Mindfulness<p>Berger also recommends the use of mindfulness techniques, in which attention is paid to experiences in the moment without judging them, as a way of reducing worrying.</p><p>"Mindfulness helps you to distance yourself from your thoughts and to be more present in the moment," he says.</p><p><a href="https://www.ncbi.nlm.nih.gov/pmc/articles/PMC3432145/#R2" target="_blank">Several studies</a> have shown that mindfulness has a positive impact on reducing stress-related behaviors such as rumination and worrying, as focusing on the moment makes anxiety about other problems impossible.</p><p>Mindfulness can be practiced during routine activities by paying attention to your body and your surroundings. For instance, when you leave for work in the morning, you can focus on sensing the breeze, listen attentively to birds, feel the gravel under your feet and monitor your breath. </p>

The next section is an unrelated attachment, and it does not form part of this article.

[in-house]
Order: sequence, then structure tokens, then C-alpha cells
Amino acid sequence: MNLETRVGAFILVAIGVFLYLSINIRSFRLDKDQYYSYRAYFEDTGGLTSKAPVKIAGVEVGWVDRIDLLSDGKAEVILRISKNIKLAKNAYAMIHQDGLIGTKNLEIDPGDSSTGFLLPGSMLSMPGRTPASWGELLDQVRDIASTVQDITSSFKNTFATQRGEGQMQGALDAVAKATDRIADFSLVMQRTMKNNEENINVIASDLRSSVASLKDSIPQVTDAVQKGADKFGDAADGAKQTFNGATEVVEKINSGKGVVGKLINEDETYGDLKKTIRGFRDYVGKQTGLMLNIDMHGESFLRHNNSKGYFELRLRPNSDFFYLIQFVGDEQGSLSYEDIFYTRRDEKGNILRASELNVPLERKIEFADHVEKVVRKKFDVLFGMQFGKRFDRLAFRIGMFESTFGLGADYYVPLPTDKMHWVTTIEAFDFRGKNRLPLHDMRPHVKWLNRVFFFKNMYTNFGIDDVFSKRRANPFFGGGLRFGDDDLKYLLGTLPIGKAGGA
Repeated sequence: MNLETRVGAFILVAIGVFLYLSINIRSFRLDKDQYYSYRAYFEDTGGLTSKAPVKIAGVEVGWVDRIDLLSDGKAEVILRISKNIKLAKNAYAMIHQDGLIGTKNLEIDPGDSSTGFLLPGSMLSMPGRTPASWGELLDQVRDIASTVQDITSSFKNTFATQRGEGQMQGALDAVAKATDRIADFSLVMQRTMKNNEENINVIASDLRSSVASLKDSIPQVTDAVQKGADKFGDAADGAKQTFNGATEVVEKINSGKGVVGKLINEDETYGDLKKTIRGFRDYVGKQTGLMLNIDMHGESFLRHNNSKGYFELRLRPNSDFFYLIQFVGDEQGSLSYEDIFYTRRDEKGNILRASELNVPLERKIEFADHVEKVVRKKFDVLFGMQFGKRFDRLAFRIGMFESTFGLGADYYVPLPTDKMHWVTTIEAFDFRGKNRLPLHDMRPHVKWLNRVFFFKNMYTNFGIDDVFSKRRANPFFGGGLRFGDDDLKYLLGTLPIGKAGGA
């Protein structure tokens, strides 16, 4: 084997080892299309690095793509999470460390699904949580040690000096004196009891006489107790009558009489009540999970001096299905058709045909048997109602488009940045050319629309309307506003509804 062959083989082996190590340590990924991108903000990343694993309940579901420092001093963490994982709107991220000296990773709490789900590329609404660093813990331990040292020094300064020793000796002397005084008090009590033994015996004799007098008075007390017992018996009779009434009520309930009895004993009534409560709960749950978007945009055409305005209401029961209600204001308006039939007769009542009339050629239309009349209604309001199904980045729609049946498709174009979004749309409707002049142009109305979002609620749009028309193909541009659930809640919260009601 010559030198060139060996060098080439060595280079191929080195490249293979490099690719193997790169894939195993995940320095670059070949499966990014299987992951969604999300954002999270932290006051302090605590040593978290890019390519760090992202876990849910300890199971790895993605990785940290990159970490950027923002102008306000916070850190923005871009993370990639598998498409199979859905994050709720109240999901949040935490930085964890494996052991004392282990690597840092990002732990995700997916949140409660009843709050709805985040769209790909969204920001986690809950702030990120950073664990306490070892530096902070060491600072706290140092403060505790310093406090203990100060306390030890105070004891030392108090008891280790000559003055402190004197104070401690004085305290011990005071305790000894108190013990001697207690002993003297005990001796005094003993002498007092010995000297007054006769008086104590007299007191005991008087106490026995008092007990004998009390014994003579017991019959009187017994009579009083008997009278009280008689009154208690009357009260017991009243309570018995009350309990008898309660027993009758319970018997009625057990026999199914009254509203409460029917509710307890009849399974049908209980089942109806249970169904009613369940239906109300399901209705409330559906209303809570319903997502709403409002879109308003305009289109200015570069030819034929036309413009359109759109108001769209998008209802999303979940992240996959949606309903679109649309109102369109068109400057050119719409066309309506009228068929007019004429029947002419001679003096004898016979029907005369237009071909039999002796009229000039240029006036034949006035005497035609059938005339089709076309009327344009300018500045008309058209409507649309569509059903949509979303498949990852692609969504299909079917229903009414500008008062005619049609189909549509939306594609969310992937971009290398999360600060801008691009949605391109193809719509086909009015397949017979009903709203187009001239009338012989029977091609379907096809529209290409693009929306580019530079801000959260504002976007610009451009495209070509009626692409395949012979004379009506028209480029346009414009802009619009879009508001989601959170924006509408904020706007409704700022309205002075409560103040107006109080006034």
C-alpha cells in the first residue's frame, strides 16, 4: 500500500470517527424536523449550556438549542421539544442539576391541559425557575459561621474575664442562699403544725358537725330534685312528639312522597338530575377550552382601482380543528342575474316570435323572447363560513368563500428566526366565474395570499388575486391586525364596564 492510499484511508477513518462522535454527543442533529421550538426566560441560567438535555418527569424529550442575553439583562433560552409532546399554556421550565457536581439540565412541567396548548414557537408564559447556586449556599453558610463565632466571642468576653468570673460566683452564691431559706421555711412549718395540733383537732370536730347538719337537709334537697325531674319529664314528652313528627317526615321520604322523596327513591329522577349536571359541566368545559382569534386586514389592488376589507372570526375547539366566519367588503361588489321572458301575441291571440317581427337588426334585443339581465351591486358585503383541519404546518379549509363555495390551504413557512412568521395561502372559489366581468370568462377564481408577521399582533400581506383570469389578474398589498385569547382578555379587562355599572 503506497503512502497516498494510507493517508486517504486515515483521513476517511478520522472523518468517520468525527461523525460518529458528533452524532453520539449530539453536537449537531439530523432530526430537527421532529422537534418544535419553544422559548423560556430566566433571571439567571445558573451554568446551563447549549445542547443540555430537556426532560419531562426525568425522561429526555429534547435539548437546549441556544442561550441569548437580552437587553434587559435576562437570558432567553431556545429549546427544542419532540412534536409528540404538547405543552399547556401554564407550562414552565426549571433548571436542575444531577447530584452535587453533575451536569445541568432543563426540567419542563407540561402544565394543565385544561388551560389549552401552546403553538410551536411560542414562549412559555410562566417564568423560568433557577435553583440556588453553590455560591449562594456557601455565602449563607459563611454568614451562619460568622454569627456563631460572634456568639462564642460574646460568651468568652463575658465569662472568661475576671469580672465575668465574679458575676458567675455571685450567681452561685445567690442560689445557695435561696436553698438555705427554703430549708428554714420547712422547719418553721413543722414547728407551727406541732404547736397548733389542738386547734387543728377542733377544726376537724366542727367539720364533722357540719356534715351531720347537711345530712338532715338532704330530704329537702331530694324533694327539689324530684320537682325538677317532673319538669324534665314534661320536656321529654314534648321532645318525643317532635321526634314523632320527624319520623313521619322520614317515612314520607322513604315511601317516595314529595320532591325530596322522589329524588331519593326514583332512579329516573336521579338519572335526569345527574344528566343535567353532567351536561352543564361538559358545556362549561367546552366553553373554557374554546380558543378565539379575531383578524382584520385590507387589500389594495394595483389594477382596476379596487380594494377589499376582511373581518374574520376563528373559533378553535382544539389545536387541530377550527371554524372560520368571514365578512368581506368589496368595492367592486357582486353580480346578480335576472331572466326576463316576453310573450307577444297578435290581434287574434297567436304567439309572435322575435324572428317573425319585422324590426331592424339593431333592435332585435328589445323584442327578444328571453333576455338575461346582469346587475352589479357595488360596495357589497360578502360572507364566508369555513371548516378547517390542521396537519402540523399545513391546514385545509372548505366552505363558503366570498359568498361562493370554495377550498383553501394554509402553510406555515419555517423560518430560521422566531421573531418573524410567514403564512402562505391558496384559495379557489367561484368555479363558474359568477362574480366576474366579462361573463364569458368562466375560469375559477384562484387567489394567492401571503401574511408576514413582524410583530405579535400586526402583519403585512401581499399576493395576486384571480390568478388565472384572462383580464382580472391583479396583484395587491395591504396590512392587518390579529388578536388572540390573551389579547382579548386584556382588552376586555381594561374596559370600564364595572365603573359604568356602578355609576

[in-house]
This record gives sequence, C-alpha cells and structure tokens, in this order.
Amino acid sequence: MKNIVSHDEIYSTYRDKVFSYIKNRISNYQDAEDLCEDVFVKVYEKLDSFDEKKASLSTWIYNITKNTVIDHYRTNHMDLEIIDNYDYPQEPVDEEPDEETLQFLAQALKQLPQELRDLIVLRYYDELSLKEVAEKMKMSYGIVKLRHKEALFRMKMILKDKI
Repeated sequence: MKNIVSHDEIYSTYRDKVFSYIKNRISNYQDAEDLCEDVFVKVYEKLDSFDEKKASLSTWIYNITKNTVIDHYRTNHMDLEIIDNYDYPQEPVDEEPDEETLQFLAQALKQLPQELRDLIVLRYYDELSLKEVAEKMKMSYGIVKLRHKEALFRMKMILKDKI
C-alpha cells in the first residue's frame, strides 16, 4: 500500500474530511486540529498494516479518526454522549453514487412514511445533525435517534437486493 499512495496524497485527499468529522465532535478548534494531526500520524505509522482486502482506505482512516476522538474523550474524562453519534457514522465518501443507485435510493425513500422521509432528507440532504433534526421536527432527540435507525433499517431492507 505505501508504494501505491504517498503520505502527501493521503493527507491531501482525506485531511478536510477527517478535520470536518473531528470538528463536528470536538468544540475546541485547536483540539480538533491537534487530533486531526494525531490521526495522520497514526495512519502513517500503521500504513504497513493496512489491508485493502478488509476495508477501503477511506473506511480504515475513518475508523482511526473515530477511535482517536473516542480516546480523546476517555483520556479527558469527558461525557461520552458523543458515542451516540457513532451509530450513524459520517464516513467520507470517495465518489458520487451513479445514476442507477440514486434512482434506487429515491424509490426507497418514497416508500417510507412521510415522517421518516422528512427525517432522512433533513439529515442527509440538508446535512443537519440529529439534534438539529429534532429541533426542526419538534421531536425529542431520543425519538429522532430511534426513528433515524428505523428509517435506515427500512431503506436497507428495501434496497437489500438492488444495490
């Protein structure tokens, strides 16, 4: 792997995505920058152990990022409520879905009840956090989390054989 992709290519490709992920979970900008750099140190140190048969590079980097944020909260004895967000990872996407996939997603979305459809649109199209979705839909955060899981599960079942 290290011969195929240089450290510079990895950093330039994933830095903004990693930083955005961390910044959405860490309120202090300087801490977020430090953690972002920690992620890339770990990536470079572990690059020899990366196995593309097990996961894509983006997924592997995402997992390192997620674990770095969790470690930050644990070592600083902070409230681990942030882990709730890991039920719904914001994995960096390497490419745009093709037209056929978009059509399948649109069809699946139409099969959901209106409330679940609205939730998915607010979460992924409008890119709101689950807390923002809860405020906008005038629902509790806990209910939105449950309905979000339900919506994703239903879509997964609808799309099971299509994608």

Trick Your Brain Into Happiness<p>People plagued by obsessive thoughts do not always choose healthy ways like mindfulness to distract from them, however.</p><p> Dr. Edward Selby, a psychologist at Florida state university, has shown in a study that people try to avoid rumination by engaging in a range of uncontrolled behaviors, such as binge eating and substance abuse.</p><p>But he says that a much better way to overcome such distress is by distraction and shifting attention away from problems that are obsessing us.</p><p>There are many activities that can be used to distract from rumination, he says, and people should choose the one that works best for them. Here are some examples:</p><p>- Listen to music</p><p>- Read a book</p><p>- Take a hot shower</p><p>- Dance or exercise </p><p>- Talk to a friend (not about the problem)</p><p>- Watch a movie</p><p>- Mindfulness meditation</p>